As businesses try to welcome employees back to the office after 18 months of primarily home working, many are asking big questions. What is the best way to navigate hybrid working? How can we make the best use of office space? How can we create working patterns that are suitable for all?
While we’re in a change mindset, there’s an opportunity to think bigger and consider how to make UK workplaces more inclusive, especially for disabled people.
Despite one in five people of working age being disabled, the employment rate is only 52.3 per cent in the UK. By contrast, the employment rate of people without disabilities is significantly higher at 81 per cent. A rewarding job is one of the most important vehicles for accelerating socioeconomic status, empowering individuals with confidence, a sense of purpose, and of course, financial compensation. Despite conversations taking place all the way up to government level, currently, a stark employment gap practically translates into 14.1 million disabled people being at a significant disadvantage in the UK.
Yet businesses stand to gain from employing disabled people. There are many well-documented benefits of building a diverse workforce, but a large number of business leaders and HR teams do not fully appreciate the unique skillset that disabled people have at their disposal – from resilience and courage to a determination to succeed.
It is possible to drive change within your organisation and make a difference. Firstly, look at your recruitment process. Consider every element, from job descriptions to the interview process, and work with a specialist recruiter to evaluate the way your team recruits. Remember to stress you are open to applications from all candidates and avoid putting up unnecessary barriers where possible. Statements like “office-based role” can put potential candidates off applying because they demonstrate rigid hiring processes. During an interview process, be prepared to be flexible in order to cater to various preferences – some people may not want a video interview, whereas others may prefer it. What’s important is to make it clear that there are options, and that any concerns candidates have will be well received.
Of course, to truly reap the benefits of a diverse workforce, businesses cannot just focus on diversity and inclusion initiatives when times are good. It must be an ongoing process that is protected and sustained during tougher periods.
Inclusivity is a process that extends beyond bringing in diverse voices. Individuals from all backgrounds and capabilities thrive when values of tolerance and acceptance are introduced. Work with your HR teams to develop robust training programmes for all staff to help them be aware of their biases. Offer focused training for those conducting interviews, or with responsibility for line management, to help them empathise and understand the challenges some colleagues face and learn how best to support them. This both raises awareness of the importance of inclusivity, and encourages open and honest dialogue, which is vital.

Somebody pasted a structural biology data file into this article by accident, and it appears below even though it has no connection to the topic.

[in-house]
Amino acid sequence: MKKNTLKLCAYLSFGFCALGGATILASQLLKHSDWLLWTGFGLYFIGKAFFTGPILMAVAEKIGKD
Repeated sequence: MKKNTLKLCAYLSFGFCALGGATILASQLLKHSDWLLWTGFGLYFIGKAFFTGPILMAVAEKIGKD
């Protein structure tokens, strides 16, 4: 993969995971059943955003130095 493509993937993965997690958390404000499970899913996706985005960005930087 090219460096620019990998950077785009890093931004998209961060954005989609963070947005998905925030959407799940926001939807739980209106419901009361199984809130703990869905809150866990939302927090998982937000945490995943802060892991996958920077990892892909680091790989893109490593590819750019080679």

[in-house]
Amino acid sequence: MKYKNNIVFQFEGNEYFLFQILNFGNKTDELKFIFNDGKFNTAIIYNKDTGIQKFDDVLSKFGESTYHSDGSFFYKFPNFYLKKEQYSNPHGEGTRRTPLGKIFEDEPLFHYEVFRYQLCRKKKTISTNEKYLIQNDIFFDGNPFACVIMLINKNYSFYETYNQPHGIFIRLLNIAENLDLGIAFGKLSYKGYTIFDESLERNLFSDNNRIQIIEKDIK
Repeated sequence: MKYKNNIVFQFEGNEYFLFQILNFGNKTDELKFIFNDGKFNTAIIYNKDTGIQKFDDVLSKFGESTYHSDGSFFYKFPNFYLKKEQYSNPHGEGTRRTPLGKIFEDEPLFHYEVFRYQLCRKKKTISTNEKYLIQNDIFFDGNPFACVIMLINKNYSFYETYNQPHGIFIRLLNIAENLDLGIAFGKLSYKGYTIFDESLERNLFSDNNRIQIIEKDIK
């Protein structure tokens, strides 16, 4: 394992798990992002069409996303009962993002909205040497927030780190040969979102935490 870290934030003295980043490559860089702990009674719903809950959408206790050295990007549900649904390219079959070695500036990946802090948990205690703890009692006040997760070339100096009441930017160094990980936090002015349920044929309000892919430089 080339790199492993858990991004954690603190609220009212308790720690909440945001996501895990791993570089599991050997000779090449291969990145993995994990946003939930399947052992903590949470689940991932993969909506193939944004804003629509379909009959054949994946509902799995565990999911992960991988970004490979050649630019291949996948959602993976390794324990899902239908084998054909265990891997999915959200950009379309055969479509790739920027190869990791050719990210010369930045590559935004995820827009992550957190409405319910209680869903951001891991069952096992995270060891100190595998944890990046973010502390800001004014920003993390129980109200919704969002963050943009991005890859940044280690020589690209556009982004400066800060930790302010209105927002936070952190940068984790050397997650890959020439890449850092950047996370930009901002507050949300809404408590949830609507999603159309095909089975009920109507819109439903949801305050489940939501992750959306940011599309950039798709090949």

The final piece of the puzzle is to create a culture of belonging. Every employee should feel welcome, that they are valued, and can ask tough questions. This is one reason why employee support groups have become increasingly important, to champion all aspects of D&I, but it is especially relevant for individuals with disabilities. Staff members need an outlet in which to gain advice from peers, share stories and help boost their confidence at work – knowing there are others in the same boat. We have set up a number of these at PageGroup, including Ability@Page, which supports employees who are directly or indirectly affected by disability.
If you are struggling to find the right talent, I urge you to challenge yourself to become more inclusive and accessible. When recruiting, broaden search parameters and consider candidates who might otherwise have been overlooked – expanding the talent pool is the key to finding the right people and in turn, making business more successful. I also encourage you to think bigger than simple initiatives and to identify areas of opportunity to grow through inclusivity goals. And most importantly, hold yourself accountable.
Steve Ingham is global CEO of PageGroup